Water vapor vertical distribution on Mars during perihelion season of MY 34 and MY 35 with ExoMars‐TGO/NOMAD observations

Brines, A.; López‐Valverde, M. A.; Stolzenbach, A.; Modak, A.; Funke, B.; Galindo, F. G.; Aoki, S.; Villanueva, G. L.; Liuzzi, G.; Thomas, I. R.; Erwin, J. T.; Grabowski, U.; Forget, F.; Lopez‐Moreno, J. J.; Rodriguez‐Gomez, J.; Daerden, F.; Trompet, L.; Ristic, B.; Patel, M. R.; Bellucci, G. and Vandaele, A. C. (2023). Water vapor vertical distribution on Mars during perihelion season of MY 34 and MY 35 with ExoMars‐TGO/NOMAD observations. Journal of Geophysical Research: Planets, 128(11), article no. e2022JE007273.

DOI: https://doi.org/10.1029/2022je007273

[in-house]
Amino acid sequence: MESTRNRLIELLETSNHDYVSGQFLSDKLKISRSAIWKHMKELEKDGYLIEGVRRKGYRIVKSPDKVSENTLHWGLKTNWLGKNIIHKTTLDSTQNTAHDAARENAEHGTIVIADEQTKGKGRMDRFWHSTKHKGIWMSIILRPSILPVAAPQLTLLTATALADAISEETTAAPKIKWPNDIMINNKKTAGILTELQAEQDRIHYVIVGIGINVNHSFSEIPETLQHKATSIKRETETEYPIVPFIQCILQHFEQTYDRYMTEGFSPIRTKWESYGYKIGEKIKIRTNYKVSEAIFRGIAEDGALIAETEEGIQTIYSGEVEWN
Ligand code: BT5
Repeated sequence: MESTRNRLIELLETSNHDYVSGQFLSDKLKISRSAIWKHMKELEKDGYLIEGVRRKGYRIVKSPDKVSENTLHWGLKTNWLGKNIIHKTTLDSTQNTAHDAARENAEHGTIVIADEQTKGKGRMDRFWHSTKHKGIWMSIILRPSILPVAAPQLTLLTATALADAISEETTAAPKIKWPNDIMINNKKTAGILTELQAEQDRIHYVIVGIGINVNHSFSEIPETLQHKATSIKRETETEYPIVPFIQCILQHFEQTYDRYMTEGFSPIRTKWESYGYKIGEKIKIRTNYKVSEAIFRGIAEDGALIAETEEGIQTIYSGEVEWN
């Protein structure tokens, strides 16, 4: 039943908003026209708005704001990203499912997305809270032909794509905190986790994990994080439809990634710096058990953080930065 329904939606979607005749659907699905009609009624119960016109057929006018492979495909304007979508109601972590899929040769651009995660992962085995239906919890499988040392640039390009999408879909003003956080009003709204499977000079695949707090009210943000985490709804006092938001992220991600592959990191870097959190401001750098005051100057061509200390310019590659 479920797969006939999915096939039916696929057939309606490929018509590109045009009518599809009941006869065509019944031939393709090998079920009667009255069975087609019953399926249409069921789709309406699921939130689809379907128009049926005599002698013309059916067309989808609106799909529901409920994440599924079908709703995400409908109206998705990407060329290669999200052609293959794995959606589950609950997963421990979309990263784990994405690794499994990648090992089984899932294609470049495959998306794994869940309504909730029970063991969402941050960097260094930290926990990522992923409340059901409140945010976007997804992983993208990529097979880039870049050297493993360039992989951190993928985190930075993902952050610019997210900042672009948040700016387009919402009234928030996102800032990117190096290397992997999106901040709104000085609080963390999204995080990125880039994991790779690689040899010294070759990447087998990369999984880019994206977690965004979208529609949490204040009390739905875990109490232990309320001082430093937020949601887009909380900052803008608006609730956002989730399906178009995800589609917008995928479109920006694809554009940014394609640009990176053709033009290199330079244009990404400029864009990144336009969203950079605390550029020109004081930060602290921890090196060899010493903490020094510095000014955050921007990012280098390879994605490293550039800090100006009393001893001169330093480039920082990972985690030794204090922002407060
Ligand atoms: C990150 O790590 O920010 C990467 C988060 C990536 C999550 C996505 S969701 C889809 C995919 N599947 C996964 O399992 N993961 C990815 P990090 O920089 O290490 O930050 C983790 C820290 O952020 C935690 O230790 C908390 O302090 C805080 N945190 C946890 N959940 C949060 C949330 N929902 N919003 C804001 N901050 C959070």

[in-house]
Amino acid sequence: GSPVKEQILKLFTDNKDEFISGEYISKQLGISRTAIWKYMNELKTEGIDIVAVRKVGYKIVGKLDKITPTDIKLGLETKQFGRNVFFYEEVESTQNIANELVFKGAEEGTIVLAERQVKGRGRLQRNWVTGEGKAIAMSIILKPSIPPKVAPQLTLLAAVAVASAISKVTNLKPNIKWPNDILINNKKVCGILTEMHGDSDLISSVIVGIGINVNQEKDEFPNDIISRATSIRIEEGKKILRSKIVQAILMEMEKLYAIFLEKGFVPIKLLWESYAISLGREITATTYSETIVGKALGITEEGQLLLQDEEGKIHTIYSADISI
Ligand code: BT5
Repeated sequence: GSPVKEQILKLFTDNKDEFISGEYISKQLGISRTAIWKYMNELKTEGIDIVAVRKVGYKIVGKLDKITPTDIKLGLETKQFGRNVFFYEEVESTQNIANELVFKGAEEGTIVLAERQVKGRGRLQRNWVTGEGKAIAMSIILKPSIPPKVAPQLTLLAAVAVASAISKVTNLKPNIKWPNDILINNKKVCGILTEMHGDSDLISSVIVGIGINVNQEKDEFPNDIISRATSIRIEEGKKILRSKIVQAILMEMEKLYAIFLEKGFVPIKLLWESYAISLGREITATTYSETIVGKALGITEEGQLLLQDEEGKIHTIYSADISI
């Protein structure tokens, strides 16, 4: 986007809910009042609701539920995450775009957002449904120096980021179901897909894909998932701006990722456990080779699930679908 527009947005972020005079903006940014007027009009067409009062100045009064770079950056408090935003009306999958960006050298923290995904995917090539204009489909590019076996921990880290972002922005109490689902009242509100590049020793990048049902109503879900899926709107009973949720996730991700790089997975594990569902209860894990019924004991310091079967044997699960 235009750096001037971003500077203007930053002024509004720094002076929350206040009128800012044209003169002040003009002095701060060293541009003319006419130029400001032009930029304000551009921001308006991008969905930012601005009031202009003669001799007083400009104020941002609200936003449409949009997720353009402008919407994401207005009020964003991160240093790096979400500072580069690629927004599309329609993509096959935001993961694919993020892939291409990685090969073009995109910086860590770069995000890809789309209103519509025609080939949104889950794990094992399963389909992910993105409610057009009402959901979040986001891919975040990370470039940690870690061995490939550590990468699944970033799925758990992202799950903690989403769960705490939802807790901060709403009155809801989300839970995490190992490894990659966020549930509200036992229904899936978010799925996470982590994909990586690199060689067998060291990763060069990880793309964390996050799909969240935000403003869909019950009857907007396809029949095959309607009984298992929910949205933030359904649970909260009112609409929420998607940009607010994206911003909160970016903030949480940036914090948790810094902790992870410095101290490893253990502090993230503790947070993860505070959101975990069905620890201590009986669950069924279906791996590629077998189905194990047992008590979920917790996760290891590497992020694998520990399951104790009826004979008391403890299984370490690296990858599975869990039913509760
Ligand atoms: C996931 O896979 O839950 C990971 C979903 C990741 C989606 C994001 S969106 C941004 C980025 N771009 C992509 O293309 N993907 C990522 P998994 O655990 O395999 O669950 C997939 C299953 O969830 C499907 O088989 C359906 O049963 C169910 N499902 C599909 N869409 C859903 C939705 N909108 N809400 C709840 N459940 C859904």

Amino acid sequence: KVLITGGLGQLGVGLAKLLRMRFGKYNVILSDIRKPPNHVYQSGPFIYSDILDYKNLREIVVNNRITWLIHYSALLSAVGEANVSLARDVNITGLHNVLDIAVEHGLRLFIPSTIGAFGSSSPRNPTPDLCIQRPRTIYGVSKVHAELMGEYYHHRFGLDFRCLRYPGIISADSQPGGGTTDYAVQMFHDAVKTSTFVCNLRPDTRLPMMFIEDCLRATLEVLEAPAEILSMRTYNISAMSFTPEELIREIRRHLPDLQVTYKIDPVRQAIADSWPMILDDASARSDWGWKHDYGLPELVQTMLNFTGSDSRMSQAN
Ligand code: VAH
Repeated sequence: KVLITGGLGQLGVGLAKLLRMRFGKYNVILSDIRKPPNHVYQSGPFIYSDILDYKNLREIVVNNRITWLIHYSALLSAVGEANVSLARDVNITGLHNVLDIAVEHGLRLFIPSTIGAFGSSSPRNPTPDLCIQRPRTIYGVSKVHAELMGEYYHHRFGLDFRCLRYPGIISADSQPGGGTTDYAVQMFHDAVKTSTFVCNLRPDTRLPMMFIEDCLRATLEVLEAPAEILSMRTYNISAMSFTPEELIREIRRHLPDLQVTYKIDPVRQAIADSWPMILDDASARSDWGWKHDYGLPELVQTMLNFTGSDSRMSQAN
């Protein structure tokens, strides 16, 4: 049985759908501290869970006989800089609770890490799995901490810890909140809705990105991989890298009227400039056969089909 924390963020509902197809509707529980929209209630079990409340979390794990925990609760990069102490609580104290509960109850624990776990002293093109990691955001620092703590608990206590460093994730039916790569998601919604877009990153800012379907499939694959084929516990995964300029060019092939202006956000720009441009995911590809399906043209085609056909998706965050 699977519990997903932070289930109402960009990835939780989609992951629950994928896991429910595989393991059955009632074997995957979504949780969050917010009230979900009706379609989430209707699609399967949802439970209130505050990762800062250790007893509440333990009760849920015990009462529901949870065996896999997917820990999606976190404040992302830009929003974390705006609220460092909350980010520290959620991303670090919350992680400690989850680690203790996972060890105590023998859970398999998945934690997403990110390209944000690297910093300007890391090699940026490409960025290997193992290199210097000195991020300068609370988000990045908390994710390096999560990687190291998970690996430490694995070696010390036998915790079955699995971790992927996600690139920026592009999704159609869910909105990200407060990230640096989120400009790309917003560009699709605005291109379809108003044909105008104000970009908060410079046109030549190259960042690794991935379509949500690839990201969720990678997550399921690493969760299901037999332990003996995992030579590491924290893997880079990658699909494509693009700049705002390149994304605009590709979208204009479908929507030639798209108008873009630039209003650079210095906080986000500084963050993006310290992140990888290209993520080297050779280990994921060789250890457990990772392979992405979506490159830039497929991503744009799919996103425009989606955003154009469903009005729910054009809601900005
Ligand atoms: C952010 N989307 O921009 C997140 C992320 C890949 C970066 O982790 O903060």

The water vapor in the Martian atmosphere plays a significant role in the planet’s climate, being crucial in most of the chemical and radiative transfer processes. Despite its importance, the vertical distribution of H2O in the atmosphere has not still been characterized precisely enough. The recent ExoMars Trace Gas Orbiter (TGO) mission, with its Nadir and Occultation for MArs Discovery (NOMAD) instrument, has allowed us to measure the H2O vertical distribution with unprecedented resolution. Recent studies of vertical profiles have shown that high dust concentration in the atmosphere, in particular during dust storms, induces an efficient transport of the H2O to higher altitudes, from 40 km up to 80 km. We study the H2O vertical distribution in a subset of solar occultations during the perihelion of two Martian years (MYs), including the 2018 Global Dust Storm (GDS), in order to compare the same Martian season under GDS and non-GDS conditions. We present our state-of-the-art retrieval scheme, and we apply it to a combination of two diffraction orders, which permits sounding up to about 100 km. We confirm recent findings of H2O increasing at high altitudes during Ls = 190-205° in MY 34, reaching abundances of about 150 ppmv at 80 km in both hemispheres not found during the same period of MY 35. We found a hygropause’s steep rising during the GDS from 30 up to 80 km. Furthermore, strong supersaturation events have been identified at mesospheric altitudes even in presence of water ice layers retrieved by the IAA team.

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